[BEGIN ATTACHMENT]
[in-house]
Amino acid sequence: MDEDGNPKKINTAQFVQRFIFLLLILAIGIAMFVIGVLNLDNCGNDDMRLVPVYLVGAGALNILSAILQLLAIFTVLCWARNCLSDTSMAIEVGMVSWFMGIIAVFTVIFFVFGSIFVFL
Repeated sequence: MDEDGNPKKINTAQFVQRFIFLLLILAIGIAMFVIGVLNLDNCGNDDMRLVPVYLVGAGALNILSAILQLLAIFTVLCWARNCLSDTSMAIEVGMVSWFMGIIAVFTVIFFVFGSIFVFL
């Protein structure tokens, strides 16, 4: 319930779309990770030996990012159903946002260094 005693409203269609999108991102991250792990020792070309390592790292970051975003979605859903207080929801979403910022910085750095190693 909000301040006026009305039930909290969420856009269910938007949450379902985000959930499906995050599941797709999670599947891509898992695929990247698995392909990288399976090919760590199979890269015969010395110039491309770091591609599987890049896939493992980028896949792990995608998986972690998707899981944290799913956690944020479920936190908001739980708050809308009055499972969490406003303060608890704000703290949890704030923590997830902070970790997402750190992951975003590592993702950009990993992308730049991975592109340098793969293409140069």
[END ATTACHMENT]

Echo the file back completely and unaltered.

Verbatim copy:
[in-house]
Amino acid sequence: MDEDGNPKKINTAQFVQRFIFLLLILAIGIAMFVIGVLNLDNCGNDDMRLVPVYLVGAGALNILSAILQLLAIFTVLCWARNCLSDTSMAIEVGMVSWFMGIIAVFTVIFFVFGSIFVFL
Repeated sequence: MDEDGNPKKINTAQFVQRFIFLLLILAIGIAMFVIGVLNLDNCGNDDMRLVPVYLVGAGALNILSAILQLLAIFTVLCWARNCLSDTSMAIEVGMVSWFMGIIAVFTVIFFVFGSIFVFL
């Protein structure tokens, strides 16, 4: 319930779309990770030996990012159903946002260094 005693409203269609999108991102991250792990020792070309390592790292970051975003979605859903207080929801979403910022910085750095190693 909000301040006026009305039930909290969420856009269910938007949450379902985000959930499906995050599941797709999670599947891509898992695929990247698995392909990288399976090919760590199979890269015969010395110039491309770091591609599987890049896939493992980028896949792990995608998986972690998707899981944290799913956690944020479920936190908001739980708050809308009055499972969490406003303060608890704000703290949890704030923590997830902070970790997402750190992951975003590592993702950009990993992308730049991975592109340098793969293409140069």